India may have to quit Tajik military 'base'
By Rahul Bedi Sep 20, 2007, 10:09 GMT
New Delhi Sep 20 (IANS) India is likely to be evicted from its sole, albeit fledgling, overseas military facility at Ayni air base near Tajikistan's capital Dushanbe under pressure from Russia, which is concerned over New Delhi's burgeoning ties with Washington.
Senior military officials said the emerging possibility of India looking to Washington and other Western suppliers for military hardware was responsible for Russia 'leveraging' its considerable influence with Tajikistan to try and terminate New Delhi's 'loose arrangement' regarding Ayni if it declined to be 'co-operative'.
India's refurbishment of the Ayni military base, 15 km from Dushanbe, for around $1.77 million was completed earlier this year nearly 24 months behind schedule by the quasi-military Indian Border Roads Organisation under the 2002 bilateral defence agreement with Tajikistan.
Thereafter, the defence ministry has been awaiting direction from the Cabinet Committee on Security (CCS) headed by Prime Minister Manmohan Singh to officially begin operating from there.
The ministry had reportedly asked the CCS for a 'formal mandate' on force levels before the Indian Air Force (IAF) transferred some of its assets to Ayni as part of India's move to augment its 'strategic reach' in a troubled area and to secure its galloping energy needs from the resource rich Central Asian Region (CAR).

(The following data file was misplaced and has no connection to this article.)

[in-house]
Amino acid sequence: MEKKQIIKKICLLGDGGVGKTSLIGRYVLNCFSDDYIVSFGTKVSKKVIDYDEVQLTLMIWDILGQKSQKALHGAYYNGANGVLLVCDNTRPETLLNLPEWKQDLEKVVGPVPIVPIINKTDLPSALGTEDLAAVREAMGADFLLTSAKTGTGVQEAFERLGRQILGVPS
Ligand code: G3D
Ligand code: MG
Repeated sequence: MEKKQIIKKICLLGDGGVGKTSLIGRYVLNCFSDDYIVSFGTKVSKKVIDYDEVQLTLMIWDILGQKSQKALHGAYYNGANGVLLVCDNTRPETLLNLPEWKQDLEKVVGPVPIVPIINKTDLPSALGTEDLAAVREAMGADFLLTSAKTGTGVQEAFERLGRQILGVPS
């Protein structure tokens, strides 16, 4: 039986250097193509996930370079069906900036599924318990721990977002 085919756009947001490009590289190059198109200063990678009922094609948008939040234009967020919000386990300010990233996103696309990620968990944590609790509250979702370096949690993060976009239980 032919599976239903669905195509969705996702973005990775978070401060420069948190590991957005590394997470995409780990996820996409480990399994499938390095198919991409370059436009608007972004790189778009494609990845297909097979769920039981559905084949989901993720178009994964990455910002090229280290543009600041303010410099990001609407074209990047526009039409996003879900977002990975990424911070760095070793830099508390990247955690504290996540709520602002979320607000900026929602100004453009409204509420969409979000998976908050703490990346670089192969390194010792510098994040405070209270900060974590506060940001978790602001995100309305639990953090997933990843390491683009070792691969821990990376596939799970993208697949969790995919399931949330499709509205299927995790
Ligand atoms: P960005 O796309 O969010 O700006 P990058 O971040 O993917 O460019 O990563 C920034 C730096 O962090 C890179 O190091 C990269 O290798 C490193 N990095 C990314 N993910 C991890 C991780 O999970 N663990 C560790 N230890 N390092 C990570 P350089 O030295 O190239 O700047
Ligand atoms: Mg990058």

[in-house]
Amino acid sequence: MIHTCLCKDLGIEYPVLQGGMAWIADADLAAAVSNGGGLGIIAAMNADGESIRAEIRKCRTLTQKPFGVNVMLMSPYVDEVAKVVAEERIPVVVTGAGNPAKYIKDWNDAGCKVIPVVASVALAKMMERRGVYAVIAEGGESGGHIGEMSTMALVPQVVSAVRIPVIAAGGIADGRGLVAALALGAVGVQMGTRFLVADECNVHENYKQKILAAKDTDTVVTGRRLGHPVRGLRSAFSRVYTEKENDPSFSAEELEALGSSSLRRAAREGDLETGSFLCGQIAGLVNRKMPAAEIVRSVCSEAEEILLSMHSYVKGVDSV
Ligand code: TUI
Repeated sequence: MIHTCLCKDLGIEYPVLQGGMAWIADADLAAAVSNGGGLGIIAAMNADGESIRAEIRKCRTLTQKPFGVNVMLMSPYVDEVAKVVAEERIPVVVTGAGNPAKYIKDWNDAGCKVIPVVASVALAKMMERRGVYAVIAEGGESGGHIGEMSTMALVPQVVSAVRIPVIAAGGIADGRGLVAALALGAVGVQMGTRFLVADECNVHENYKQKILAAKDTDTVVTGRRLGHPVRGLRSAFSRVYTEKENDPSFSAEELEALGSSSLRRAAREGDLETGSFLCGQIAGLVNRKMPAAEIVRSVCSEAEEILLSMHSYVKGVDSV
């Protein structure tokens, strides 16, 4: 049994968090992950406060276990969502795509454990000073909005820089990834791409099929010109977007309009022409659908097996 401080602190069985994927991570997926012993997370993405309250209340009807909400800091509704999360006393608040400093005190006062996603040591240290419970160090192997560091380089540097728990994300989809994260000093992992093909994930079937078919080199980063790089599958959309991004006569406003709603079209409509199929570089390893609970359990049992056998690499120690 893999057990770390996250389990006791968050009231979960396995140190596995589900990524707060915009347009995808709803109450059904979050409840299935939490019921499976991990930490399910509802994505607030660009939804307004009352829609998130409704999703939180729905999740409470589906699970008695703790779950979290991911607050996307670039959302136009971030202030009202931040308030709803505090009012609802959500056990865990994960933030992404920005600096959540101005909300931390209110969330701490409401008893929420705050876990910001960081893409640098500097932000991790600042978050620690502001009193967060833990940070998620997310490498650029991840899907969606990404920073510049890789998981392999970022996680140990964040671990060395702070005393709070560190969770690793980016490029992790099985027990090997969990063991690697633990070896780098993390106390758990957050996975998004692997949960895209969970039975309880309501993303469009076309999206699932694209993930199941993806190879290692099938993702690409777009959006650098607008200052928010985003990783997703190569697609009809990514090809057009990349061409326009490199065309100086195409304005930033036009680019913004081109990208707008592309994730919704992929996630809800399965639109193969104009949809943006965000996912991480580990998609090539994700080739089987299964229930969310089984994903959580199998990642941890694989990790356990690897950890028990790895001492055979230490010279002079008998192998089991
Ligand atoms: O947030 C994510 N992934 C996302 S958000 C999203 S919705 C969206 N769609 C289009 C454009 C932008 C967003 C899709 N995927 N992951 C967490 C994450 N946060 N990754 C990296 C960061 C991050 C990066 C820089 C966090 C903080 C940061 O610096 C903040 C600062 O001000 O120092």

Military planners also consider Ayni air base as a 'limited, yet significant' platform to inject Special Forces into a hostile region in response to any emerging threat from the volatile Afghanistan-Pakistan arc.
The hijacking by Islamist radicals of an Indian Airlines passenger aircraft from Kathmandu to Kandahar in southern Afghanistan in December 1999 was one such contingency in which India was forced to capitulate to terrorist demands.
Ayni also serves as a conduit for India to funnel aid to war-torn Afghanistan as access via the shorter overland route via Pakistan is prohibited by Islamabad.
'This (Russian pressure) appears to be a ploy for more concessions and indulgence from India,' a senior military officer associated with the Central Asian Region said. Its Moscow's way of telling New Delhi not to 'stray' into the American military hardware camp, the official told IANS.
India annually conducts defence business over $1,500 million with Russia, and since the 1960's has acquired Soviet and Russian military equipment worth over $30 billion.
Over the next decade, military planners anticipate purchases of over $40 billion to replace or upgrade India's predominantly Soviet and Russian defence equipment that have reached collective obsolescence.
Moscow is understandably anxious to encash this potential and is wary of competition from other suppliers, particularly the US, in support of IAF's latest requirement of 126 multi-role combat aircraft.
Alongside, India is deadlocked in delicate discussions with Russia wanting to renegotiate its $85 billion Sukhoi 30MkI multi-role fighter deal by demanding a higher price for the timely delivery of the combat aircraft with the agreed specifications.
In July, reportedly at the behest of a seemingly 'displeased' Moscow, Tajik Foreign Minister Hamrahon Zaripov declared that Dushanbe was not negotiating with New Delhi about permitting India a military base at Ayni.
India, he admitted, had helped rehabilitate the Ayni airfield, but this did not provide for its being granted basing facilities.
Thereafter, there has been no formal communication to New Delhi from Tajikistan to withdraw from Ayni some 150 Indian military engineers, workers and defence personnel that comprise the base's maintenance squad as well as its training team engaged in instructing the Tajik air force.